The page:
April 6-10: The Muckrakers Read Ellen Fitzpatrick, ed., Muckraking: Three Landmark Articles, 1-59, by the 6th; finish it by the 10th. Think about: what is the place of the muckrakers in the development of Progressivism?
April 13: Drift & Mastery Read Walter Lippmann, Drift and Mastery (1914), intro & part One by today, the rest by April 17. For Monday, write a "thought piece" on: is the book an ultimate synthesis of "progressive" thought or a reaction against it? Other issues for discussion: the relationship between the book's structure and its content; Lippmann's "pluralism."
April 20: The Twenties--how "Roaring" Were They? Read Leuchtenburg, The Perils of Prosperity, 1914-32 (1958), Prologue and Chs. I-V. This should go pretty quickly, as it recapitulates material you read in Painter. Think about: how does Leuchtenberg's approach differ from Painter's?
Also, START Sinclair Lewis, Babbitt (1922). As you read, think about a prominent theme of the book that you would like to write a 3-4 pp. paper on, e.g. politics, labor/capital relations, gender issues, architecture & design, traditionalism vs. modernism, race & ethnicity, generational conflict, cultural "decline," etc. Paper due May 1.
Conference Work due May 11th!
May 15: finish Muncy Think about: what are the various ways in which the history of the Sheppard-Towner Act helps us understand the culture of the twenties?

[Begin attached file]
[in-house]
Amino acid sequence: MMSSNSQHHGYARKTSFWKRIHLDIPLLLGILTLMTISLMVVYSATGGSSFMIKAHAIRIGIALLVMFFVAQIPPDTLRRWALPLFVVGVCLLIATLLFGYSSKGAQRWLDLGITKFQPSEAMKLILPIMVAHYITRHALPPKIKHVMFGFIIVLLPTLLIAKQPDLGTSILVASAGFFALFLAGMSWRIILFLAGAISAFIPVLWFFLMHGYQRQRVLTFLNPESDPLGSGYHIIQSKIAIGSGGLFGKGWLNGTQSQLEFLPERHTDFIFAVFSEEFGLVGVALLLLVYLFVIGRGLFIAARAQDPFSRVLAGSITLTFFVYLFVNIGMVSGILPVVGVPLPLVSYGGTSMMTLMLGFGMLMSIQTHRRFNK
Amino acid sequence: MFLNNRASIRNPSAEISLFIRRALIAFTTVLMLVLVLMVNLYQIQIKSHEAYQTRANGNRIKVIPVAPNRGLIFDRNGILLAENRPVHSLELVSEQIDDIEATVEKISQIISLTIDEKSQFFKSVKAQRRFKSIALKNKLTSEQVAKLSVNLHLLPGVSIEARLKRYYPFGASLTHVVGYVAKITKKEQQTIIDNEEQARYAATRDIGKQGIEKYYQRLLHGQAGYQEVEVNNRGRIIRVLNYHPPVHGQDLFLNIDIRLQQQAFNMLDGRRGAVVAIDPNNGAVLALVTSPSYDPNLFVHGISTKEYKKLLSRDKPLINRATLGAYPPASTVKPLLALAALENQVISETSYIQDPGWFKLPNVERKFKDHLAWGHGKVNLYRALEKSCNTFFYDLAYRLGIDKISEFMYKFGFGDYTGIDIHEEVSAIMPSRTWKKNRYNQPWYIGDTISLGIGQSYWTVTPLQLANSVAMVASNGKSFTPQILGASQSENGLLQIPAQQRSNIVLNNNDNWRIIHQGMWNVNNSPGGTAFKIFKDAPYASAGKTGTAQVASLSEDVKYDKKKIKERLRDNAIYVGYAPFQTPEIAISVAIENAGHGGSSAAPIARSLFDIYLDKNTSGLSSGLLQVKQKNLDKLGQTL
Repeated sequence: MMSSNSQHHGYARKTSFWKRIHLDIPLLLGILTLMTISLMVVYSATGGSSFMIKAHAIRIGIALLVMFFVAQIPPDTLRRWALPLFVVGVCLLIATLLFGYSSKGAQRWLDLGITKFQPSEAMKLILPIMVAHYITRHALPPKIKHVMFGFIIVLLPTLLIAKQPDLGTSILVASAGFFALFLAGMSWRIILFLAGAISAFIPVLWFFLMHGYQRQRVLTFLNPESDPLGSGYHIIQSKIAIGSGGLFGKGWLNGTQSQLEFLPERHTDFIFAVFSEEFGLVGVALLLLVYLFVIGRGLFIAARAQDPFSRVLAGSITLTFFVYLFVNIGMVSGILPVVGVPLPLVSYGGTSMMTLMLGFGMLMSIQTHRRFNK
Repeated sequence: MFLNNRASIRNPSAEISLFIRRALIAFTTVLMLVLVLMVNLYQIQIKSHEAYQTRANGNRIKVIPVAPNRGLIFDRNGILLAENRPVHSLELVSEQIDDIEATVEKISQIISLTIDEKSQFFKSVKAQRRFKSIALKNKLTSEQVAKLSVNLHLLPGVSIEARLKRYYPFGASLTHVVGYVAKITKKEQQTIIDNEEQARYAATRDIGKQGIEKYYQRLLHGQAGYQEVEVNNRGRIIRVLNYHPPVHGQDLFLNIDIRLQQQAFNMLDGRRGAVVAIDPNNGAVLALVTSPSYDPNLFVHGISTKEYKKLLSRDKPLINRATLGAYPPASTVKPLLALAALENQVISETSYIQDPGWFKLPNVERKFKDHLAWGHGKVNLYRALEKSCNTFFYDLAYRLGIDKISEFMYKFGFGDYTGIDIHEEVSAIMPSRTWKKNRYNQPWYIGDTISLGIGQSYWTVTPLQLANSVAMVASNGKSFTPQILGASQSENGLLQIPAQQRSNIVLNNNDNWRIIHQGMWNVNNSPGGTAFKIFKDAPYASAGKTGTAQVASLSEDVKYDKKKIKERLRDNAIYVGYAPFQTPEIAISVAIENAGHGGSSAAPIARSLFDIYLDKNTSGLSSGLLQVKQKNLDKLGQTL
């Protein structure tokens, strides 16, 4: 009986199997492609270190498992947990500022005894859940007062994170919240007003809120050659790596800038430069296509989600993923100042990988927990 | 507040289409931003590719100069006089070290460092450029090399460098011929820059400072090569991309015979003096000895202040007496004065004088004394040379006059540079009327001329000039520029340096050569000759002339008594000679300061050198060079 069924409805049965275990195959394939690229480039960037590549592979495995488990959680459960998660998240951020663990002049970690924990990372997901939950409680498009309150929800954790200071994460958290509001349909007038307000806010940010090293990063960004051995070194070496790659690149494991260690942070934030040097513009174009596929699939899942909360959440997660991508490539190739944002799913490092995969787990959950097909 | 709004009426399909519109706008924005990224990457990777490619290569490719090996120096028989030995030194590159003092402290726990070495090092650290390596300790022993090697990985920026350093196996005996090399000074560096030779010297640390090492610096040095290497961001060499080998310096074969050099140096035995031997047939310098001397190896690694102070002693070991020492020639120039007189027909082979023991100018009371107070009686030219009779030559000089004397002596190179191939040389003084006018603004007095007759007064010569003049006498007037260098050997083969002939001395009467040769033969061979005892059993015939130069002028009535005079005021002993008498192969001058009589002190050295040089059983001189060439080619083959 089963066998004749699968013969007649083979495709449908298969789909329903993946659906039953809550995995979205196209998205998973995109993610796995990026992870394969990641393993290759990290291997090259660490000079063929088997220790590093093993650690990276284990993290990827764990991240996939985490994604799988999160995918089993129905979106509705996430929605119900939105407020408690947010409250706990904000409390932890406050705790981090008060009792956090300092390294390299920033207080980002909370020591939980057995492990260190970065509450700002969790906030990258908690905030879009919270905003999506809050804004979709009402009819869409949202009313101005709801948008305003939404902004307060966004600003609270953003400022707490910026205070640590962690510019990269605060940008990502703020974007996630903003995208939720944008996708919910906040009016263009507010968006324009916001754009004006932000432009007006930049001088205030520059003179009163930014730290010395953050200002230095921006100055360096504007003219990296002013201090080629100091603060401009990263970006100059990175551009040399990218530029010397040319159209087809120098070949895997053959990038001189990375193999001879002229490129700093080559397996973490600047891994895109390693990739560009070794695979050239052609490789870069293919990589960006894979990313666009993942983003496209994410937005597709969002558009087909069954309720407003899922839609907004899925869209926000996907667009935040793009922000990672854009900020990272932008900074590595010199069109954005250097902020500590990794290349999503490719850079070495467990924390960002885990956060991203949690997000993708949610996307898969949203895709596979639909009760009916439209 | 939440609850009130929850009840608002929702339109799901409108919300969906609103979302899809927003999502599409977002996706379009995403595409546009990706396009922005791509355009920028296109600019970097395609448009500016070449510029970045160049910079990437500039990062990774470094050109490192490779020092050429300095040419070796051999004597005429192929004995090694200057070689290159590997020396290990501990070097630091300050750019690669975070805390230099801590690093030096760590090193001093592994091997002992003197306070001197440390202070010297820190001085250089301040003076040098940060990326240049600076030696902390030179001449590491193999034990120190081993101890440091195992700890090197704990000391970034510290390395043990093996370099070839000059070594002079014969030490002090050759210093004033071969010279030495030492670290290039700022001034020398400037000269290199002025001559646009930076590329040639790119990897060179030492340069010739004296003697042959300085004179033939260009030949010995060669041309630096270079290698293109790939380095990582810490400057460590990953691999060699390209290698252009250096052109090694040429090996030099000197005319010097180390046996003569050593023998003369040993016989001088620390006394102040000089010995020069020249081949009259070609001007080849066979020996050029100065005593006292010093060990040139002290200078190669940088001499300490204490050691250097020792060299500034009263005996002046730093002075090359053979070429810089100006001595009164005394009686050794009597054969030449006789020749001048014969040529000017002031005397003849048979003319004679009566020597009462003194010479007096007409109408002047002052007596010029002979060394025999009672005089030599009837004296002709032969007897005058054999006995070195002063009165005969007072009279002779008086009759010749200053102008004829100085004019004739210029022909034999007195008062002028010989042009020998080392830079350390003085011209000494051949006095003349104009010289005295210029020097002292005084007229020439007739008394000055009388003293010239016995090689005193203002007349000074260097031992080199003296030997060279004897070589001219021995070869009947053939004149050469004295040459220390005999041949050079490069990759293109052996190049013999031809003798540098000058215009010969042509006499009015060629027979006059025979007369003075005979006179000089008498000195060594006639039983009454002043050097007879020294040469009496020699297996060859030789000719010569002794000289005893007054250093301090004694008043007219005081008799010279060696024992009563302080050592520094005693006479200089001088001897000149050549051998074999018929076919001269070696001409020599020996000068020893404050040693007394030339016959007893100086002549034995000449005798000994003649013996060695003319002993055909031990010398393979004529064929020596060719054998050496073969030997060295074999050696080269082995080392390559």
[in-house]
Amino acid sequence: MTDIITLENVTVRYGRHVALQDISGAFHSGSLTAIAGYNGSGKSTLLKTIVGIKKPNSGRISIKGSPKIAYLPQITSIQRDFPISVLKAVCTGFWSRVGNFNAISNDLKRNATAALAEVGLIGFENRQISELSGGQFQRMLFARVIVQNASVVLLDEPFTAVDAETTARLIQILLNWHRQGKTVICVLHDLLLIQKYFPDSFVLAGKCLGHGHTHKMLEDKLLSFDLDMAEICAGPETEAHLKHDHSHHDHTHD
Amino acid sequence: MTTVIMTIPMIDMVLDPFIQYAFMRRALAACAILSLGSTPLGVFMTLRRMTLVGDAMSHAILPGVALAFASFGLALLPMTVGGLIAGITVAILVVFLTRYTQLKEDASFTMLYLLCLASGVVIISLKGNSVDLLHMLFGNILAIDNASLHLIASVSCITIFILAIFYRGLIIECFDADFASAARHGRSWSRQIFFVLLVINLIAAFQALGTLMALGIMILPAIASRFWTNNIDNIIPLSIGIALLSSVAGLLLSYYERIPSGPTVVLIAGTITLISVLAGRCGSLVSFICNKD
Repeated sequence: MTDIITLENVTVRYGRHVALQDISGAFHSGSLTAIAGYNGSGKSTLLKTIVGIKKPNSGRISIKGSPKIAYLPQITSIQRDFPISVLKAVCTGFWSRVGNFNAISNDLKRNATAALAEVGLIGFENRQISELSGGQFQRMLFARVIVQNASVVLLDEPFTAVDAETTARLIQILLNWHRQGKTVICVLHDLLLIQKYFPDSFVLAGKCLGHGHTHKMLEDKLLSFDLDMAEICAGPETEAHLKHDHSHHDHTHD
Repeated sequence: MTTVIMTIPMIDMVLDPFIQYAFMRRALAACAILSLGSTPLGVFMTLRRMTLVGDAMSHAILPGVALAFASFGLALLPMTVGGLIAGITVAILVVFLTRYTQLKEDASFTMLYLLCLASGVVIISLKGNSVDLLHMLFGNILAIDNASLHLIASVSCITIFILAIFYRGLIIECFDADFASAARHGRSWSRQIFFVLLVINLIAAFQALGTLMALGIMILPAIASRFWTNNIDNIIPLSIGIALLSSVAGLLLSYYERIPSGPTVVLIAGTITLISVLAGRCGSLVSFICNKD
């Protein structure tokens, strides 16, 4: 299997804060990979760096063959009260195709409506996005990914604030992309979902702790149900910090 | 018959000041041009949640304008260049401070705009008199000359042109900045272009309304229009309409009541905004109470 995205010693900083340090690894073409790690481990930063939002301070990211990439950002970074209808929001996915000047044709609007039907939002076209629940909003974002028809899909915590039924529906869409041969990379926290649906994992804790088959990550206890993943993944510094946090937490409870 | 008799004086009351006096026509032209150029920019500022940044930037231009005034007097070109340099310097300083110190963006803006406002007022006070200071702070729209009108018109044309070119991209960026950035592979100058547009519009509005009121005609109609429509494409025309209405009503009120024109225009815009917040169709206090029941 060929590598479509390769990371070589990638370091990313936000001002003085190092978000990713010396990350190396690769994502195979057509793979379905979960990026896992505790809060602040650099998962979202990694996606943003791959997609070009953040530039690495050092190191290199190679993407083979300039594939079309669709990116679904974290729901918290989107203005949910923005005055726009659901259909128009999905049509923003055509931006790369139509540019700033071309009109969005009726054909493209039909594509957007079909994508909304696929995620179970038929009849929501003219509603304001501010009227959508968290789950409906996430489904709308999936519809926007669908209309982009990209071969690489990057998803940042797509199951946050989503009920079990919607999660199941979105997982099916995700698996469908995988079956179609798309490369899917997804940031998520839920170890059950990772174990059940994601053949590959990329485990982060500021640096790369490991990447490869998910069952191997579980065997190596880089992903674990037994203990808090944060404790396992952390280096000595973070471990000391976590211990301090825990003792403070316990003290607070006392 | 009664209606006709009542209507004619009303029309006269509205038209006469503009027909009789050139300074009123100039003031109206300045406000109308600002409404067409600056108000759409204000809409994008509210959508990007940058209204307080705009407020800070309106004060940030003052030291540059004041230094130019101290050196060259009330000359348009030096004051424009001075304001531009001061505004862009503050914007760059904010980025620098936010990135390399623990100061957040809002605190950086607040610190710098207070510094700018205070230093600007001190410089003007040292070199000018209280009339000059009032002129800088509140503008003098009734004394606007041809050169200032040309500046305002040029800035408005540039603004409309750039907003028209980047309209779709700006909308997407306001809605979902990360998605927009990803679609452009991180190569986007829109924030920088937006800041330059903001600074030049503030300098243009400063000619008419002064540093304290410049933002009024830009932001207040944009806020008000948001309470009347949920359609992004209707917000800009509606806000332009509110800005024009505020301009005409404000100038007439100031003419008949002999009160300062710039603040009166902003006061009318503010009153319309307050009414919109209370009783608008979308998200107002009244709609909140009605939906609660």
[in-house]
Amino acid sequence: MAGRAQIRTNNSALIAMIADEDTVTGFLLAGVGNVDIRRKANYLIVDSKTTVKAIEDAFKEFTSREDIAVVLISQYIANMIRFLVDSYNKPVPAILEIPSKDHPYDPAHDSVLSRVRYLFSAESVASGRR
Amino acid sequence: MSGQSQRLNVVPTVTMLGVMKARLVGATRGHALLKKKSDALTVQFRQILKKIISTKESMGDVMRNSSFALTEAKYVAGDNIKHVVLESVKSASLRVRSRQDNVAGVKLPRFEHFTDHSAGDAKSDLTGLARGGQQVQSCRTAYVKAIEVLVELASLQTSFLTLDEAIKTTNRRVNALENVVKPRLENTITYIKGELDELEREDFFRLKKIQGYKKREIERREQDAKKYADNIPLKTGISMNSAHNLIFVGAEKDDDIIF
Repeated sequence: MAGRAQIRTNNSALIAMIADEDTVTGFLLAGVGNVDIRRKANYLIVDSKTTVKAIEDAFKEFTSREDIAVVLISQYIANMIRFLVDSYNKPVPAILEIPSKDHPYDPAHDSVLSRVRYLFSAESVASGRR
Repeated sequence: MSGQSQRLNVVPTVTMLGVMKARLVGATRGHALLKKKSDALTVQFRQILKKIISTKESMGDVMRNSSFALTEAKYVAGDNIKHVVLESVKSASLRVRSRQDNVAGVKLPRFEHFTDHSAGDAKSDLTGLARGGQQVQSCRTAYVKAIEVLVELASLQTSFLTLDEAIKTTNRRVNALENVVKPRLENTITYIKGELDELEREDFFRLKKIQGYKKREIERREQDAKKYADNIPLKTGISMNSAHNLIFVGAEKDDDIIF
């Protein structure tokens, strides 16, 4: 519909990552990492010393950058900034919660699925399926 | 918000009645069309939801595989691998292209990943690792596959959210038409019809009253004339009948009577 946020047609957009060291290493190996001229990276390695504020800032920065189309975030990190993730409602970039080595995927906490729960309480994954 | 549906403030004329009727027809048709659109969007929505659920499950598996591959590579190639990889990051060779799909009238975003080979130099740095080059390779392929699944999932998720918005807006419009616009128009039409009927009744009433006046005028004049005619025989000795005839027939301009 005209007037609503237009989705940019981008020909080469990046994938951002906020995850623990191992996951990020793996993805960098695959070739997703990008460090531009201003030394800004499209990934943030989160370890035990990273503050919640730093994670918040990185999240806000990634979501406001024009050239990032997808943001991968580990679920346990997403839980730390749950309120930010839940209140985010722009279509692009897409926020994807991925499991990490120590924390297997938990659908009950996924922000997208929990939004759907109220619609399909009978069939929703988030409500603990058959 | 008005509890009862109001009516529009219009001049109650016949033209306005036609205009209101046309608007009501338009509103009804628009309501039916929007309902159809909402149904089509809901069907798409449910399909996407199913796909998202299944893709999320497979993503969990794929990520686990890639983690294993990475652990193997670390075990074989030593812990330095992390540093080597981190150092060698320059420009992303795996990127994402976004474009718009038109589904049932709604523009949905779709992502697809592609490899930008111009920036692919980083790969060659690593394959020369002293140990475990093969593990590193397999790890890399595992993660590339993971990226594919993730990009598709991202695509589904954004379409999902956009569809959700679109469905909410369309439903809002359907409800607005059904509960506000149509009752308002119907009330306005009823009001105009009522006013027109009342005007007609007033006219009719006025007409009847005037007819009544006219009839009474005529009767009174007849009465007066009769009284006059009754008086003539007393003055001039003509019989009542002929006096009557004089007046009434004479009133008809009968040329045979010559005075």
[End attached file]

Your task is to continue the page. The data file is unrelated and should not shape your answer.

May 18: Middletown Read the intro. to Helen and Robert Lynd, Middletown (1929), and part IV on recreation and leisure.
CONFERENCE WORK SCHEDULE
End of February: firm idea of topic.
Before spring break: turn in an annotated bibliography of books, articles, and/or primary sources. This means an alphabetized list (Author's last name, first name. Title. Place published: Publisher, date.) of sources already read or to be read, with 2-3 lines describing each item. If you are unsure of correct form to use for citations, consult a style manual, such as the Chicago Manual of Style or Kate Turabian.
After spring break: turn in a project prospectus. This means a 2-3 pp. double spaced description of your topic, the questions you are asking, what you hope/think you will find, and your research strategies for finding the answers. This prospectus forms the basis of a provisional oral report to the class on your project.
By mid- to late April, turn in a detailed outline or organizational scheme for your proposed project (double spaced, please, so that I can comment).
START WRITING! Remember, you don't have to finish all the work on a project before starting to write! Start on a section you are most comfortable with, or hand in a substantial part of the paper in rough draft as soon as possible in early May. THE FINAL WORK IS DUE THURSDAY, MAY 11, by 5 PM. NO EXCEPTIONS, PLEASE, EXCEPT MEDICAL OR OTHER MAJOR EMERGENCY.
[Preferred form for final submission: typed, double-spaced, in a folder with pockets; put the main part of the paper on one side, endnotes and annotated bibliography on the other. If you want me to mail it back to you with my comments, please include a large, stamped, self-addressed envelope. Thanks.]
READING JOURNAL SCHEDULE
First submission: Feb. 27
Second submission: April 17
Final submission: May 15 (please turn in the entire journal at this time--I will return them all on May 18, our last class.)
Elisabeth Israels Perry
Women's History Program, Sarah Lawrence College Bronxville NY 10708-5999
tel. 914-395-2402; fax 914-395-2663
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Patrick D. Reagan
Tennessee Technological University